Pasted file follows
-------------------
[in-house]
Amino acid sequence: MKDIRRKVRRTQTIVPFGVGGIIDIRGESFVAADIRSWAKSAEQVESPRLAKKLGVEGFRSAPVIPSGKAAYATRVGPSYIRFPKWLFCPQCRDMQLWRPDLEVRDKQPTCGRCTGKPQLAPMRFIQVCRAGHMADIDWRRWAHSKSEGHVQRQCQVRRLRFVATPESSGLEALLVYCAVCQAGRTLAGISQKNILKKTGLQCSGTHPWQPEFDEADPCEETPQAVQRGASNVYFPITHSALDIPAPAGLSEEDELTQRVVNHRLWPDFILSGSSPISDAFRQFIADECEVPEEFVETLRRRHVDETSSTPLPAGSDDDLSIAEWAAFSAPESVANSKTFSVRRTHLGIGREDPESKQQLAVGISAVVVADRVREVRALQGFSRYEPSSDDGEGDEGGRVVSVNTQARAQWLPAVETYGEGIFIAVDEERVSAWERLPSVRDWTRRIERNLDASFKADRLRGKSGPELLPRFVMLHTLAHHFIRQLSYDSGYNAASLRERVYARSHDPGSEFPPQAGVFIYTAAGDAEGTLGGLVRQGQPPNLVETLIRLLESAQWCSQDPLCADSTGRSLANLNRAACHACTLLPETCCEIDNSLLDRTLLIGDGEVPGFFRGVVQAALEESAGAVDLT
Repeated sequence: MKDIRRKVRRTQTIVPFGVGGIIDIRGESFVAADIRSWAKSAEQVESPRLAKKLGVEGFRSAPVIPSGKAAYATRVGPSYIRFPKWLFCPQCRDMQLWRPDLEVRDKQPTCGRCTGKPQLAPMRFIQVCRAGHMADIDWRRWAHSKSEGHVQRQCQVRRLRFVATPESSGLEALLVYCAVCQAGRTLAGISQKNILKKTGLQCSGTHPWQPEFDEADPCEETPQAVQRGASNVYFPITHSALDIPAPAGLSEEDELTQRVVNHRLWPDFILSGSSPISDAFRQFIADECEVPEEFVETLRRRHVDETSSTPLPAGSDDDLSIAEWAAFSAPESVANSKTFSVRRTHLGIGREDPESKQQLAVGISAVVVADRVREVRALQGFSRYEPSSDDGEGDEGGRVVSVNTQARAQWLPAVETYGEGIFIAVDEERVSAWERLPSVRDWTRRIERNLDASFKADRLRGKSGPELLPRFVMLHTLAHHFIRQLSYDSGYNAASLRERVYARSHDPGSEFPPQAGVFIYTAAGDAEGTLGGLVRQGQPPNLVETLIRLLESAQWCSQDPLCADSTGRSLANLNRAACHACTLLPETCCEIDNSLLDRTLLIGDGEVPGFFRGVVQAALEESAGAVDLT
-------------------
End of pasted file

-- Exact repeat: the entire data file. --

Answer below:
[in-house]
Amino acid sequence: MKDIRRKVRRTQTIVPFGVGGIIDIRGESFVAADIRSWAKSAEQVESPRLAKKLGVEGFRSAPVIPSGKAAYATRVGPSYIRFPKWLFCPQCRDMQLWRPDLEVRDKQPTCGRCTGKPQLAPMRFIQVCRAGHMADIDWRRWAHSKSEGHVQRQCQVRRLRFVATPESSGLEALLVYCAVCQAGRTLAGISQKNILKKTGLQCSGTHPWQPEFDEADPCEETPQAVQRGASNVYFPITHSALDIPAPAGLSEEDELTQRVVNHRLWPDFILSGSSPISDAFRQFIADECEVPEEFVETLRRRHVDETSSTPLPAGSDDDLSIAEWAAFSAPESVANSKTFSVRRTHLGIGREDPESKQQLAVGISAVVVADRVREVRALQGFSRYEPSSDDGEGDEGGRVVSVNTQARAQWLPAVETYGEGIFIAVDEERVSAWERLPSVRDWTRRIERNLDASFKADRLRGKSGPELLPRFVMLHTLAHHFIRQLSYDSGYNAASLRERVYARSHDPGSEFPPQAGVFIYTAAGDAEGTLGGLVRQGQPPNLVETLIRLLESAQWCSQDPLCADSTGRSLANLNRAACHACTLLPETCCEIDNSLLDRTLLIGDGEVPGFFRGVVQAALEESAGAVDLT
Repeated sequence: MKDIRRKVRRTQTIVPFGVGGIIDIRGESFVAADIRSWAKSAEQVESPRLAKKLGVEGFRSAPVIPSGKAAYATRVGPSYIRFPKWLFCPQCRDMQLWRPDLEVRDKQPTCGRCTGKPQLAPMRFIQVCRAGHMADIDWRRWAHSKSEGHVQRQCQVRRLRFVATPESSGLEALLVYCAVCQAGRTLAGISQKNILKKTGLQCSGTHPWQPEFDEADPCEETPQAVQRGASNVYFPITHSALDIPAPAGLSEEDELTQRVVNHRLWPDFILSGSSPISDAFRQFIADECEVPEEFVETLRRRHVDETSSTPLPAGSDDDLSIAEWAAFSAPESVANSKTFSVRRTHLGIGREDPESKQQLAVGISAVVVADRVREVRALQGFSRYEPSSDDGEGDEGGRVVSVNTQARAQWLPAVETYGEGIFIAVDEERVSAWERLPSVRDWTRRIERNLDASFKADRLRGKSGPELLPRFVMLHTLAHHFIRQLSYDSGYNAASLRERVYARSHDPGSEFPPQAGVFIYTAAGDAEGTLGGLVRQGQPPNLVETLIRLLESAQWCSQDPLCADSTGRSLANLNRAACHACTLLPETCCEIDNSLLDRTLLIGDGEVPGFFRGVVQAALEESAGAVDLT